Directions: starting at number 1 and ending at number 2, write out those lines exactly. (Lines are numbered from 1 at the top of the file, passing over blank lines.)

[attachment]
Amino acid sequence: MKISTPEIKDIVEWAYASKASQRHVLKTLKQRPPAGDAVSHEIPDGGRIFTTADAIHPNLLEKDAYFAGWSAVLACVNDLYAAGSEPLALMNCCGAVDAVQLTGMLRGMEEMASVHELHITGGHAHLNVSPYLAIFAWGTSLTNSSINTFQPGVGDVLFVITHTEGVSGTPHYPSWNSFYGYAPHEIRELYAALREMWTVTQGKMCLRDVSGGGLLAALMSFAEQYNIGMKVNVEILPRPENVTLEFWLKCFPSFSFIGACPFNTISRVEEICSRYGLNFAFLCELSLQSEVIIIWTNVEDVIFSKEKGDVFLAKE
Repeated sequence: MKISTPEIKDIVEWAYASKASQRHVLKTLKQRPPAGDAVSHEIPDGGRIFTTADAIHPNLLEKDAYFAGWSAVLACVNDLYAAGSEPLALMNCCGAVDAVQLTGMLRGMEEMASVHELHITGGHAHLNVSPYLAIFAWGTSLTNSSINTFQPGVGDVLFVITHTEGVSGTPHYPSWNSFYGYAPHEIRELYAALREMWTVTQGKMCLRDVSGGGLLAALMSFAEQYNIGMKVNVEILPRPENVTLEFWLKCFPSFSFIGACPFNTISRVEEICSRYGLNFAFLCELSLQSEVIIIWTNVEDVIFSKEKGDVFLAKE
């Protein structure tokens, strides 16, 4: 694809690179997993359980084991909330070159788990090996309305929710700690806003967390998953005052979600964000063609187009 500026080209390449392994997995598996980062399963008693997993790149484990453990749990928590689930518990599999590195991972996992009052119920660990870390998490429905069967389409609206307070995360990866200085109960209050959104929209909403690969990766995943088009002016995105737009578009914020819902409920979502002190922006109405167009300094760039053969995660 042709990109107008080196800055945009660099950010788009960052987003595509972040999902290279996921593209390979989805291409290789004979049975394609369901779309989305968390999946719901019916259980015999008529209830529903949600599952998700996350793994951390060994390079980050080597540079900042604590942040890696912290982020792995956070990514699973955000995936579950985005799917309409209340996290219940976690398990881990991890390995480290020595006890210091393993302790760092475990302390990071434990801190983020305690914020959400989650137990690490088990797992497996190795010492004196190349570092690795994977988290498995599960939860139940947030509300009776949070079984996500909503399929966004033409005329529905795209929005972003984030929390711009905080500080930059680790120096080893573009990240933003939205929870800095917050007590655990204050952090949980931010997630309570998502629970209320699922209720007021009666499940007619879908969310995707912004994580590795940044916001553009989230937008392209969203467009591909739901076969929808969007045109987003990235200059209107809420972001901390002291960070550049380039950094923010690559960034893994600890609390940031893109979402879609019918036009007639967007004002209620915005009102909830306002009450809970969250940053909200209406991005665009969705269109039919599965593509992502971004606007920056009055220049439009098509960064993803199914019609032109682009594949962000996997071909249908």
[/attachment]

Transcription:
Amino acid sequence: MKISTPEIKDIVEWAYASKASQRHVLKTLKQRPPAGDAVSHEIPDGGRIFTTADAIHPNLLEKDAYFAGWSAVLACVNDLYAAGSEPLALMNCCGAVDAVQLTGMLRGMEEMASVHELHITGGHAHLNVSPYLAIFAWGTSLTNSSINTFQPGVGDVLFVITHTEGVSGTPHYPSWNSFYGYAPHEIRELYAALREMWTVTQGKMCLRDVSGGGLLAALMSFAEQYNIGMKVNVEILPRPENVTLEFWLKCFPSFSFIGACPFNTISRVEEICSRYGLNFAFLCELSLQSEVIIIWTNVEDVIFSKEKGDVFLAKE
Repeated sequence: MKISTPEIKDIVEWAYASKASQRHVLKTLKQRPPAGDAVSHEIPDGGRIFTTADAIHPNLLEKDAYFAGWSAVLACVNDLYAAGSEPLALMNCCGAVDAVQLTGMLRGMEEMASVHELHITGGHAHLNVSPYLAIFAWGTSLTNSSINTFQPGVGDVLFVITHTEGVSGTPHYPSWNSFYGYAPHEIRELYAALREMWTVTQGKMCLRDVSGGGLLAALMSFAEQYNIGMKVNVEILPRPENVTLEFWLKCFPSFSFIGACPFNTISRVEEICSRYGLNFAFLCELSLQSEVIIIWTNVEDVIFSKEKGDVFLAKE